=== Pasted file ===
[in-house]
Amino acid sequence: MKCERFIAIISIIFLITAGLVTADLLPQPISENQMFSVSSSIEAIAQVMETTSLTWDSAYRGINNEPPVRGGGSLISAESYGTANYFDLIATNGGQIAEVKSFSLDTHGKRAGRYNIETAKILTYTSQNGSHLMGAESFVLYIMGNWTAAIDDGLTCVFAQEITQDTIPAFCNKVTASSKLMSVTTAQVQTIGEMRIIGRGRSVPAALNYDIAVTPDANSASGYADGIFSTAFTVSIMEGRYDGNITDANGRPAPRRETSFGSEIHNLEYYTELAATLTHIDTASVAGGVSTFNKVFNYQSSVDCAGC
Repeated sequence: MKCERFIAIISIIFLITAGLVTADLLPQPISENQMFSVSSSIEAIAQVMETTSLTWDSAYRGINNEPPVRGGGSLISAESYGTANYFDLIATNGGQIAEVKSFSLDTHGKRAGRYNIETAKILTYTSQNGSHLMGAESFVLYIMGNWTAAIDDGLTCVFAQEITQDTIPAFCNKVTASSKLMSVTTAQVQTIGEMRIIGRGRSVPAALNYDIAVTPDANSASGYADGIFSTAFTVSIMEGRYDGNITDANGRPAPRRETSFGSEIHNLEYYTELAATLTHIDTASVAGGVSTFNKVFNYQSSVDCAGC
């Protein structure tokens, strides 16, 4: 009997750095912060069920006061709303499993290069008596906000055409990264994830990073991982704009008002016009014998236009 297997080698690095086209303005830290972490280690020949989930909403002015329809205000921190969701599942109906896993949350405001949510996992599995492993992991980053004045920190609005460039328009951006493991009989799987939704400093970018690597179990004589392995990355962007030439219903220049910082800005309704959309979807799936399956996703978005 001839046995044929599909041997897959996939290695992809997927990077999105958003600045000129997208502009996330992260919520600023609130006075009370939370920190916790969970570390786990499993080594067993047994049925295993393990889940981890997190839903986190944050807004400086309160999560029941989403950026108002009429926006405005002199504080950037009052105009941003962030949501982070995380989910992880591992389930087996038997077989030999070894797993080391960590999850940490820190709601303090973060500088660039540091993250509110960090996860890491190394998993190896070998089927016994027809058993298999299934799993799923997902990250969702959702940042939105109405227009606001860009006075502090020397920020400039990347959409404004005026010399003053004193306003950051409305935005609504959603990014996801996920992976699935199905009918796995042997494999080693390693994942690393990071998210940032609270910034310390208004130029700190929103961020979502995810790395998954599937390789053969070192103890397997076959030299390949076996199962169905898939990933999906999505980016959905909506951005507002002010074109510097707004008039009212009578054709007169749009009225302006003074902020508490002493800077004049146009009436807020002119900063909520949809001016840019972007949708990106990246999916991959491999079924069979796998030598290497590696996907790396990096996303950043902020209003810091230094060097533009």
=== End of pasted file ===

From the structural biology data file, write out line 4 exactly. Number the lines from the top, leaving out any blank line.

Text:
């Protein structure tokens, strides 16, 4: 009997750095912060069920006061709303499993290069008596906000055409990264994830990073991982704009008002016009014998236009 297997080698690095086209303005830290972490280690020949989930909403002015329809205000921190969701599942109906896993949350405001949510996992599995492993992991980053004045920190609005460039328009951006493991009989799987939704400093970018690597179990004589392995990355962007030439219903220049910082800005309704959309979807799936399956996703978005 001839046995044929599909041997897959996939290695992809997927990077999105958003600045000129997208502009996330992260919520600023609130006075009370939370920190916790969970570390786990499993080594067993047994049925295993393990889940981890997190839903986190944050807004400086309160999560029941989403950026108002009429926006405005002199504080950037009052105009941003962030949501982070995380989910992880591992389930087996038997077989030999070894797993080391960590999850940490820190709601303090973060500088660039540091993250509110960090996860890491190394998993190896070998089927016994027809058993298999299934799993799923997902990250969702959702940042939105109405227009606001860009006075502090020397920020400039990347959409404004005026010399003053004193306003950051409305935005609504959603990014996801996920992976699935199905009918796995042997494999080693390693994942690393990071998210940032609270910034310390208004130029700190929103961020979502995810790395998954599937390789053969070192103890397997076959030299390949076996199962169905898939990933999906999505980016959905909506951005507002002010074109510097707004008039009212009578054709007169749009009225302006003074902020508490002493800077004049146009009436807020002119900063909520949809001016840019972007949708990106990246999916991959491999079924069979796998030598290497590696996907790396990096996303950043902020209003810091230094060097533009």